Don’t Be A Victim Of Cyber Crime

Don’t Be A Victim Of Cyber Crime http://learningcenter.statefarm.com/safety-2/family-1/dont-be-a-victim-of-cyber-crime/ bb3 Jan 4, 2012

By Staff Writer State Farm™ Employee

As Internet use continues to grow, so does the incidence of “cyber crime.” Studies show that 73 percent of adult Americans have been the victim of cyber crime—frequently in the form of identity theft or computer viruses and malware—and 25 percent of those victims were never able to resolve the crime.

Reduce the chance of becoming a victim of these “faceless criminals” with these tips:

Power-down your computer. Leaving your computer on 24/7 makes it more susceptible to a cyber attack. Shutting the computer down completely cuts off access to viruses and malware.

Be cautious of posts on social sites. Multimedia content shared on social sites actually can be malware, and friends may unknowingly pass it on. Avoid sharing information in sites such as a “lost my phone” Facebook group, which asks you to post your phone number—then may allow anyone unsecured access to the information.

Make sure sites are secure. Look for URLs beginning with “https:” on each of the pages, which tells you the entire website is secure. If you’re using an unsecured website or network, invest in a virtual private network (VPN), which will encrypt anything you send.

Clear data before you recycle devices. Even if you reformat an electronic device such as a computer, USB drive or a smart phone, the data remains and can be accessed via recovery software. Before you dispose of a device, run a utility program that makes remaining data unusable.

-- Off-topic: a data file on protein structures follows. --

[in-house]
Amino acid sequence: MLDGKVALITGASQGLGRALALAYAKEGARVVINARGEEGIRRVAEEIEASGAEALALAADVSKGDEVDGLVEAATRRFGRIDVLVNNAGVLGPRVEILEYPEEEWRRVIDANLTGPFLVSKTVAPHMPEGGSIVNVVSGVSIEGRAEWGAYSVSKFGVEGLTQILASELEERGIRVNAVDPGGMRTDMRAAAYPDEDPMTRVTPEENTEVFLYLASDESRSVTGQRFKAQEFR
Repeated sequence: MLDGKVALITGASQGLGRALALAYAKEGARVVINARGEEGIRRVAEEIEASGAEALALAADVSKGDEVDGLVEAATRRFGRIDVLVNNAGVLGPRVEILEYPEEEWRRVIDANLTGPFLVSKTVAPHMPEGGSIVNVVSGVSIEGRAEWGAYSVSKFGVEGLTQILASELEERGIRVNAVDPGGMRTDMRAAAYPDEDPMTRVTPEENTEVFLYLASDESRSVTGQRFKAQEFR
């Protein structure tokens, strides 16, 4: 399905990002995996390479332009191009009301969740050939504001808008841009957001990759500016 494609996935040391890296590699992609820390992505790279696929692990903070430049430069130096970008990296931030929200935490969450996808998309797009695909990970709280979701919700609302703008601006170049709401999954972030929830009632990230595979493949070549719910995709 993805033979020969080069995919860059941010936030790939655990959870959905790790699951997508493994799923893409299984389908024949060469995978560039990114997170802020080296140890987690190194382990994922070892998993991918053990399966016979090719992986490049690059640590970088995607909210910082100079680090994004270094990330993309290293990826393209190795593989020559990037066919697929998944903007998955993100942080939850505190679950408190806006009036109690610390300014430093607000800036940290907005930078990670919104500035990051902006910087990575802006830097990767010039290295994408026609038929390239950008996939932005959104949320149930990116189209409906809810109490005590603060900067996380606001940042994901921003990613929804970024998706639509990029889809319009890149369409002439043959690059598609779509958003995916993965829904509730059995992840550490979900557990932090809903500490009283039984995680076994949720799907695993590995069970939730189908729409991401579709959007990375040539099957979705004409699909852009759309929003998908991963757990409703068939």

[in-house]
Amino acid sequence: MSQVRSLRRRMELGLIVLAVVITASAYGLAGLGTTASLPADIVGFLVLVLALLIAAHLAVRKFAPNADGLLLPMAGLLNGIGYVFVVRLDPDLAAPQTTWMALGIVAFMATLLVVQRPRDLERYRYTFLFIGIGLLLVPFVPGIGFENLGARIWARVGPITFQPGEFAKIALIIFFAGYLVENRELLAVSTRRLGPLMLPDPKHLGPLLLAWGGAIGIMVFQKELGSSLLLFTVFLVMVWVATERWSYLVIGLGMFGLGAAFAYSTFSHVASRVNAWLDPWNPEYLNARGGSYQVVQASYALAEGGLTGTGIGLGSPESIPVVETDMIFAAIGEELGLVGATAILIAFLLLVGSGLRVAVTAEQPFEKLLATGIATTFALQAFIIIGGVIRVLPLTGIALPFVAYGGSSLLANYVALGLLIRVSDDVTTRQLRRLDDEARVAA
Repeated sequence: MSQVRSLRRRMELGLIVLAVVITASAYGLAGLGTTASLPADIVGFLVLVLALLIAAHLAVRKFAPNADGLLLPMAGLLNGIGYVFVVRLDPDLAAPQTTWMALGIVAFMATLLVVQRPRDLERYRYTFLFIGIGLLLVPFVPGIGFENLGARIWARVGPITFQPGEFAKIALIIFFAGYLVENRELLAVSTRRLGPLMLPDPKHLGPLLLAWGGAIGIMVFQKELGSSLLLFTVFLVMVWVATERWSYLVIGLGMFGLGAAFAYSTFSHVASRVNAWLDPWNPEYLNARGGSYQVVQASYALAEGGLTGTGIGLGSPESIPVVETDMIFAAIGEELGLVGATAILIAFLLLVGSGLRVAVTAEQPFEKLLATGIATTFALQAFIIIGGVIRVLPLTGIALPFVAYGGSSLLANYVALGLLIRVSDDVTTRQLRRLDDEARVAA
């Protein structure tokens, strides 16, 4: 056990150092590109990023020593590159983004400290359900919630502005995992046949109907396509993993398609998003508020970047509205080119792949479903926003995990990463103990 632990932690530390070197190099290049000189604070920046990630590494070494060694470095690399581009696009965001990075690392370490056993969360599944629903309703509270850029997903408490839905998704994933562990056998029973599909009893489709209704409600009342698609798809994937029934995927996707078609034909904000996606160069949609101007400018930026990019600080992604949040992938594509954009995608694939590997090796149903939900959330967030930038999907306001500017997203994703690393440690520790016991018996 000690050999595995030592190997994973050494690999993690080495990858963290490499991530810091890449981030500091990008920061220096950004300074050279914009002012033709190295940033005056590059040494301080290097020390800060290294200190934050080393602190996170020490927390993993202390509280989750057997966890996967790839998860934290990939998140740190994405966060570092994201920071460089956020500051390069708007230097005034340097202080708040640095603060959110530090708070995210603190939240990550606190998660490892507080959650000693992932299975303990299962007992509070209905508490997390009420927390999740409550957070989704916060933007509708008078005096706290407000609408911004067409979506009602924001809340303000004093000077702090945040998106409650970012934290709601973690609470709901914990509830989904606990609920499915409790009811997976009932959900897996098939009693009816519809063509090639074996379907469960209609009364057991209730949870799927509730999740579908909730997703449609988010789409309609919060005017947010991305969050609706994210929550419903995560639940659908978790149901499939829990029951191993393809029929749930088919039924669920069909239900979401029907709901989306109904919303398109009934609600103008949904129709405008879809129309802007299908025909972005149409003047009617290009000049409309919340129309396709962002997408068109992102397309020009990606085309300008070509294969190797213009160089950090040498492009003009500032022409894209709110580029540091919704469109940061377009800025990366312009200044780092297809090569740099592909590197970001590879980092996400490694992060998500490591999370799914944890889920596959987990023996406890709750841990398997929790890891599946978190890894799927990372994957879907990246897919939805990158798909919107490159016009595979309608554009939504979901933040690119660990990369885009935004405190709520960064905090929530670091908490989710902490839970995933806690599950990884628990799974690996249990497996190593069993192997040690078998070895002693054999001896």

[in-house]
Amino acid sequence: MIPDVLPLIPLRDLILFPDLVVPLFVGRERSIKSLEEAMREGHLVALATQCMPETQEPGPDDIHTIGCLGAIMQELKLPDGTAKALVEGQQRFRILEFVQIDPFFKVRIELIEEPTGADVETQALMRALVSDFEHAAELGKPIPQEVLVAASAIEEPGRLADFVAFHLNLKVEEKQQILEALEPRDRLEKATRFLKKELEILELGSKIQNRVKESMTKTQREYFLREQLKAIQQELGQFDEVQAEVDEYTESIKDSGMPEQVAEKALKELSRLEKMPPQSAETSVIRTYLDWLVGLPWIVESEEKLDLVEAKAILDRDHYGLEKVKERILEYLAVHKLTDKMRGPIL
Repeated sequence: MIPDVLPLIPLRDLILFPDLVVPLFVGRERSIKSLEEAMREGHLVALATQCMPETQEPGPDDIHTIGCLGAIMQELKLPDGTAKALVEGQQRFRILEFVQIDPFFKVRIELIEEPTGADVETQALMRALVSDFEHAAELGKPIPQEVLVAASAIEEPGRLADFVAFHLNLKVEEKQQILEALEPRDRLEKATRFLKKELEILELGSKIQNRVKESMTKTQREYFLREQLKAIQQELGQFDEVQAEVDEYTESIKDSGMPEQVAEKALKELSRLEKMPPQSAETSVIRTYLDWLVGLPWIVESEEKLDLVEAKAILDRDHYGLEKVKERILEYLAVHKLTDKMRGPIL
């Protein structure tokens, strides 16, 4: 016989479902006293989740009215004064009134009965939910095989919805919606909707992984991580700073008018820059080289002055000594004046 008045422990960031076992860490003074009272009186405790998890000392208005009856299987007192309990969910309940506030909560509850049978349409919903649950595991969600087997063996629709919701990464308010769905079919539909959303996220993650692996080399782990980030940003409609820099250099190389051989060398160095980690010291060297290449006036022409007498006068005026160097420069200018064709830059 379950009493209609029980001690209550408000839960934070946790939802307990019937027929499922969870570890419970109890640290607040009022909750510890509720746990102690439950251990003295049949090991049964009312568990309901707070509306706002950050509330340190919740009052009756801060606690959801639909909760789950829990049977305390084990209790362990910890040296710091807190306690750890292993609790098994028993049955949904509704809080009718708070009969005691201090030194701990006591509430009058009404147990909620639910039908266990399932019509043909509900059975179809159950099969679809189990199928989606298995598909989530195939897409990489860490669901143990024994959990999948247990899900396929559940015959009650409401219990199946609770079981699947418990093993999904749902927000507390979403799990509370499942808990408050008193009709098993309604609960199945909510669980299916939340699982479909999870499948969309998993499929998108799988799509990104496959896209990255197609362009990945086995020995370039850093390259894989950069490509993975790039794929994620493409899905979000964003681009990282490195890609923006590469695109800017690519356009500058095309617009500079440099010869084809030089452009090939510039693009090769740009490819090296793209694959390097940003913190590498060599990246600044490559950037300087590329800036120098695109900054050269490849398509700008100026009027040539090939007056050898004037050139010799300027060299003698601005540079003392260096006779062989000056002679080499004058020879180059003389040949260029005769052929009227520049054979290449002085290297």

Check for “shoulder surfing.” Learning a password is as easy as peering over a shoulder. Block your device’s screen and dim its brightness when you’re using your password in public.

Don’t assume your smart phone is safe. Regularly check your email and text logs for any unknown messages. Monitor your apps to ensure that none have been downloaded without your permission.

Purchase with a credit card. Credit cards typically offer more protection than debit cards for fraudulent transactions, although it varies by provider.

Beware of “phishing.” Don’t click the links of messages asking you to update, validate or confirm personal and financial information. Banks and credit card companies never ask for such information via the Internet. Forward any phishing emails to spam@uce.gov.

Install antivirus software and a firewall. Select protections that scan incoming data for viruses, make you “invisible” on the Internet and block anything suspicious. Be sure the programs update automatically as well as fix virus problems your computer already has.

The information in this article was obtained from various sources. While we believe it to be reliable and accurate, we do not warrant the accuracy or reliability of the information. The information is not intended to replace the advice of a qualified professional. Nor is it intended to effect coverage under any policy. State Farm makes no guarantees of results from use of this information. We assume no liability in connection with the information nor the suggestions made.
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